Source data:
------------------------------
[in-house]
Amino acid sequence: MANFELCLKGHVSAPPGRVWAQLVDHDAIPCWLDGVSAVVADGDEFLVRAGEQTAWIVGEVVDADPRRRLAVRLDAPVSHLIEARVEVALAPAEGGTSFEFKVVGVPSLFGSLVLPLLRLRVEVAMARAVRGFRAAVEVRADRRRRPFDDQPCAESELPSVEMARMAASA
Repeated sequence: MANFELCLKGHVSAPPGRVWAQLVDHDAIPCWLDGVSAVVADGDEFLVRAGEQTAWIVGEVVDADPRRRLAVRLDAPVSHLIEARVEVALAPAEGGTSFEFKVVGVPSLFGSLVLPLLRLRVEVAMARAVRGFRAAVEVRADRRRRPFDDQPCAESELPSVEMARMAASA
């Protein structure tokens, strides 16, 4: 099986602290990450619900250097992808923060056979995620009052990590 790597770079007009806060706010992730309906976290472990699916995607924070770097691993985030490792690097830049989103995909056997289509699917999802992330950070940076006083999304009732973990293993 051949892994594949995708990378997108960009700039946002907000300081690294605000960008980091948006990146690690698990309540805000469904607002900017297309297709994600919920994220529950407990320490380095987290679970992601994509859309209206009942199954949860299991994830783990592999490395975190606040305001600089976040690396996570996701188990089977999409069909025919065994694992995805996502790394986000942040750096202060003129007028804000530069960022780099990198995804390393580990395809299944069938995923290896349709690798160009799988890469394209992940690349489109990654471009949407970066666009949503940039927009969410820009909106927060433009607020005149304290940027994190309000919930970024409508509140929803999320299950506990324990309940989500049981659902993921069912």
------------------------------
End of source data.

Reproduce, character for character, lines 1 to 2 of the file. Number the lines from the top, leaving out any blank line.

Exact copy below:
[in-house]
Amino acid sequence: MANFELCLKGHVSAPPGRVWAQLVDHDAIPCWLDGVSAVVADGDEFLVRAGEQTAWIVGEVVDADPRRRLAVRLDAPVSHLIEARVEVALAPAEGGTSFEFKVVGVPSLFGSLVLPLLRLRVEVAMARAVRGFRAAVEVRADRRRRPFDDQPCAESELPSVEMARMAASA